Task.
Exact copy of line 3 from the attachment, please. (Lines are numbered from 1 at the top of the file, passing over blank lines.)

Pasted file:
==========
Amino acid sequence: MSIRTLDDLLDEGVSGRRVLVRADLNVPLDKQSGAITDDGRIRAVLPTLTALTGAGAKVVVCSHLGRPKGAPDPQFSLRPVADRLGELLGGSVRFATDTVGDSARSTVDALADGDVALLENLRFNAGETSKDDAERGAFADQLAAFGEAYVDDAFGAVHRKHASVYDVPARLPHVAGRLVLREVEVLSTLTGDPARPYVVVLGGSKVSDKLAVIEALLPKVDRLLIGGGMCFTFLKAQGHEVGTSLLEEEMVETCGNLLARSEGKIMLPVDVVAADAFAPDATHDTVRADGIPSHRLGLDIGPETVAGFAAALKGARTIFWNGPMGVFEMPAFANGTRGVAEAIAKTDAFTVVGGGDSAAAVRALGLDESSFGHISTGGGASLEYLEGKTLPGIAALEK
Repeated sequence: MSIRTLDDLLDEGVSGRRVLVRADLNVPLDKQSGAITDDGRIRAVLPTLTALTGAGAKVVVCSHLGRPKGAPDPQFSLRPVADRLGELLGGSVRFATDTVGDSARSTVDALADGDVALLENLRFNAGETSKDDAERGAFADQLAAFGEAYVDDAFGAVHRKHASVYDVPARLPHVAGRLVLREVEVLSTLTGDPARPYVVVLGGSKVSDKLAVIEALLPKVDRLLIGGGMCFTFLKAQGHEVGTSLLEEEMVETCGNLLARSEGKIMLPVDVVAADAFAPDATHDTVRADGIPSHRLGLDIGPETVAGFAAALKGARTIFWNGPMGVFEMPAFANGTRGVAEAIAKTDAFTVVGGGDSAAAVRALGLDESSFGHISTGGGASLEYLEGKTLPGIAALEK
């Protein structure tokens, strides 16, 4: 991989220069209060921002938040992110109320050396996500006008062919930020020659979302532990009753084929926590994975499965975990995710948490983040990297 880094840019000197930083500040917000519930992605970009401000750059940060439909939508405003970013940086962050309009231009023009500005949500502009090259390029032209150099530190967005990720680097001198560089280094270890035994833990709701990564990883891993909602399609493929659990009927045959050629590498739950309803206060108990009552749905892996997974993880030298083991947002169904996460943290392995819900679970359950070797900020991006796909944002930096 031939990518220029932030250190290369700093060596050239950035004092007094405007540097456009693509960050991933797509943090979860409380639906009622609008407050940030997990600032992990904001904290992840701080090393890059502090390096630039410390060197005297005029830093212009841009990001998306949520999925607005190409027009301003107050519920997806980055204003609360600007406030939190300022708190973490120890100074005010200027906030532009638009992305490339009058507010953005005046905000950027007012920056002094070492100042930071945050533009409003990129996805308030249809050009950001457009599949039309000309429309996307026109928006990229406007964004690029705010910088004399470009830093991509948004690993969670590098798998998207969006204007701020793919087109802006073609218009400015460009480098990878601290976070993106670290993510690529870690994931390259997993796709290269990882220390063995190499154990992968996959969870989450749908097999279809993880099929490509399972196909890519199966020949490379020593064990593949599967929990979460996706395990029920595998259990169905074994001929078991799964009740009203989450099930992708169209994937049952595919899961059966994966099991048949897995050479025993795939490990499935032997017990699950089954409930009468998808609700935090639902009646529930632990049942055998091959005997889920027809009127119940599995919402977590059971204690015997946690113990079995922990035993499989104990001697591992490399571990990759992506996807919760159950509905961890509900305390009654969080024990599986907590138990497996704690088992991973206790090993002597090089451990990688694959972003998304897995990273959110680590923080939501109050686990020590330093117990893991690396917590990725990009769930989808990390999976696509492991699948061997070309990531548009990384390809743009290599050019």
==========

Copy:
């Protein structure tokens, strides 16, 4: 991989220069209060921002938040992110109320050396996500006008062919930020020659979302532990009753084929926590994975499965975990995710948490983040990297 880094840019000197930083500040917000519930992605970009401000750059940060439909939508405003970013940086962050309009231009023009500005949500502009090259390029032209150099530190967005990720680097001198560089280094270890035994833990709701990564990883891993909602399609493929659990009927045959050629590498739950309803206060108990009552749905892996997974993880030298083991947002169904996460943290392995819900679970359950070797900020991006796909944002930096 031939990518220029932030250190290369700093060596050239950035004092007094405007540097456009693509960050991933797509943090979860409380639906009622609008407050940030997990600032992990904001904290992840701080090393890059502090390096630039410390060197005297005029830093212009841009990001998306949520999925607005190409027009301003107050519920997806980055204003609360600007406030939190300022708190973490120890100074005010200027906030532009638009992305490339009058507010953005005046905000950027007012920056002094070492100042930071945050533009409003990129996805308030249809050009950001457009599949039309000309429309996307026109928006990229406007964004690029705010910088004399470009830093991509948004690993969670590098798998998207969006204007701020793919087109802006073609218009400015460009480098990878601290976070993106670290993510690529870690994931390259997993796709290269990882220390063995190499154990992968996959969870989450749908097999279809993880099929490509399972196909890519199966020949490379020593064990593949599967929990979460996706395990029920595998259990169905074994001929078991799964009740009203989450099930992708169209994937049952595919899961059966994966099991048949897995050479025993795939490990499935032997017990699950089954409930009468998808609700935090639902009646529930632990049942055998091959005997889920027809009127119940599995919402977590059971204690015997946690113990079995922990035993499989104990001697591992490399571990990759992506996807919760159950509905961890509900305390009654969080024990599986907590138990497996704690088992991973206790090993002597090089451990990688694959972003998304897995990273959110680590923080939501109050686990020590330093117990893991690396917590990725990009769930989808990390999976696509492991699948061997070309990531548009990384390809743009290599050019």